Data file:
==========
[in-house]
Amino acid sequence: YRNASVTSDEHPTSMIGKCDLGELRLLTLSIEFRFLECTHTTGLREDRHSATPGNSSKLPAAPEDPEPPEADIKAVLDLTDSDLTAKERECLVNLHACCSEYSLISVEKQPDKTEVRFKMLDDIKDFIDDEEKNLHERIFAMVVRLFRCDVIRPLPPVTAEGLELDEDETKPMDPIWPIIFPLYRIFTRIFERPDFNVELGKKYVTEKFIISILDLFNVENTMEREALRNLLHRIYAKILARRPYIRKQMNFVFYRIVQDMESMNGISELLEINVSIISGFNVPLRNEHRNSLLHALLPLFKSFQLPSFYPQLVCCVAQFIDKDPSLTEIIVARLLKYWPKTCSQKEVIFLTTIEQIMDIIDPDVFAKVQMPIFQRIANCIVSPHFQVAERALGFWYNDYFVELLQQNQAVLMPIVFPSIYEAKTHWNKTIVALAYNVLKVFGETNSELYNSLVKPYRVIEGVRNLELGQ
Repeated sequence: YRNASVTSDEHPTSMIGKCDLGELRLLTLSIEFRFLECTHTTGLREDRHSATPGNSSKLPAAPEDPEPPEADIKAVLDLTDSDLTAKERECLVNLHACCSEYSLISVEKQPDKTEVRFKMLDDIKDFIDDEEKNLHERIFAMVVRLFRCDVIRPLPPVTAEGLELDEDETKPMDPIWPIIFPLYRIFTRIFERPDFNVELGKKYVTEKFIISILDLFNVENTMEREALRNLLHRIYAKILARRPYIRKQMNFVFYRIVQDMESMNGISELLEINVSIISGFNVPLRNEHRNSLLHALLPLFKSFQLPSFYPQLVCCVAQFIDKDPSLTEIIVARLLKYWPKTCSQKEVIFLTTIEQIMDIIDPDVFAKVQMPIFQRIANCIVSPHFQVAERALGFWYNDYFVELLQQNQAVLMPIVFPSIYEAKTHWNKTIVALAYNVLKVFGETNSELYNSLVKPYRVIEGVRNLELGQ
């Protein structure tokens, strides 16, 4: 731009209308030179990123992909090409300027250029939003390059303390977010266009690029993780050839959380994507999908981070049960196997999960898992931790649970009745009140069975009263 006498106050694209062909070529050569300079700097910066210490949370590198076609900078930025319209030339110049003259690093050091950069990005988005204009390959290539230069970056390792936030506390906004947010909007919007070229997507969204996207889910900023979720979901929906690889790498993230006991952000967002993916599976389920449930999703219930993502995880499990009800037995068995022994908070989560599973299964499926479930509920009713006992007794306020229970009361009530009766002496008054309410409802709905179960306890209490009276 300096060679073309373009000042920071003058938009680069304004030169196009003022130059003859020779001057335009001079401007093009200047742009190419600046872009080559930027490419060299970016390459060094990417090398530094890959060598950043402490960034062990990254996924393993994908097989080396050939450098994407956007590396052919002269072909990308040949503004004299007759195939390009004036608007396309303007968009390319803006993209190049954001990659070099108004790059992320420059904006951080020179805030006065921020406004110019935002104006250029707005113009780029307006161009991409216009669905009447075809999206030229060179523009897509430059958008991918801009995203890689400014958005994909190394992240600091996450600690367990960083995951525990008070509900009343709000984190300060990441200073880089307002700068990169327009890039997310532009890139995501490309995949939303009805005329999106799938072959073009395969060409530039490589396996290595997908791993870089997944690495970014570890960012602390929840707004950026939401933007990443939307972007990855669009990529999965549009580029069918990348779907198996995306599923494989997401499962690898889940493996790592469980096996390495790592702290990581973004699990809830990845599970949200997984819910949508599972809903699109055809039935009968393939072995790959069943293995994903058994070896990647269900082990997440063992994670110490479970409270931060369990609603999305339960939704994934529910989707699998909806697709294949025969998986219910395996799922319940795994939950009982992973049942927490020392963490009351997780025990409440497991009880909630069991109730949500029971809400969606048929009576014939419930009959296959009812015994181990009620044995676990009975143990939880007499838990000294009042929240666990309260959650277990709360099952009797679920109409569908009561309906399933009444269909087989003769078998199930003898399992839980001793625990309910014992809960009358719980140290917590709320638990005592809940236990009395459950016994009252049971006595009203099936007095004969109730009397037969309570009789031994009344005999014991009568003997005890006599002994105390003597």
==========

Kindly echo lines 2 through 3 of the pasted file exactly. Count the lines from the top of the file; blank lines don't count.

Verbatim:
Amino acid sequence: YRNASVTSDEHPTSMIGKCDLGELRLLTLSIEFRFLECTHTTGLREDRHSATPGNSSKLPAAPEDPEPPEADIKAVLDLTDSDLTAKERECLVNLHACCSEYSLISVEKQPDKTEVRFKMLDDIKDFIDDEEKNLHERIFAMVVRLFRCDVIRPLPPVTAEGLELDEDETKPMDPIWPIIFPLYRIFTRIFERPDFNVELGKKYVTEKFIISILDLFNVENTMEREALRNLLHRIYAKILARRPYIRKQMNFVFYRIVQDMESMNGISELLEINVSIISGFNVPLRNEHRNSLLHALLPLFKSFQLPSFYPQLVCCVAQFIDKDPSLTEIIVARLLKYWPKTCSQKEVIFLTTIEQIMDIIDPDVFAKVQMPIFQRIANCIVSPHFQVAERALGFWYNDYFVELLQQNQAVLMPIVFPSIYEAKTHWNKTIVALAYNVLKVFGETNSELYNSLVKPYRVIEGVRNLELGQ
Repeated sequence: YRNASVTSDEHPTSMIGKCDLGELRLLTLSIEFRFLECTHTTGLREDRHSATPGNSSKLPAAPEDPEPPEADIKAVLDLTDSDLTAKERECLVNLHACCSEYSLISVEKQPDKTEVRFKMLDDIKDFIDDEEKNLHERIFAMVVRLFRCDVIRPLPPVTAEGLELDEDETKPMDPIWPIIFPLYRIFTRIFERPDFNVELGKKYVTEKFIISILDLFNVENTMEREALRNLLHRIYAKILARRPYIRKQMNFVFYRIVQDMESMNGISELLEINVSIISGFNVPLRNEHRNSLLHALLPLFKSFQLPSFYPQLVCCVAQFIDKDPSLTEIIVARLLKYWPKTCSQKEVIFLTTIEQIMDIIDPDVFAKVQMPIFQRIANCIVSPHFQVAERALGFWYNDYFVELLQQNQAVLMPIVFPSIYEAKTHWNKTIVALAYNVLKVFGETNSELYNSLVKPYRVIEGVRNLELGQ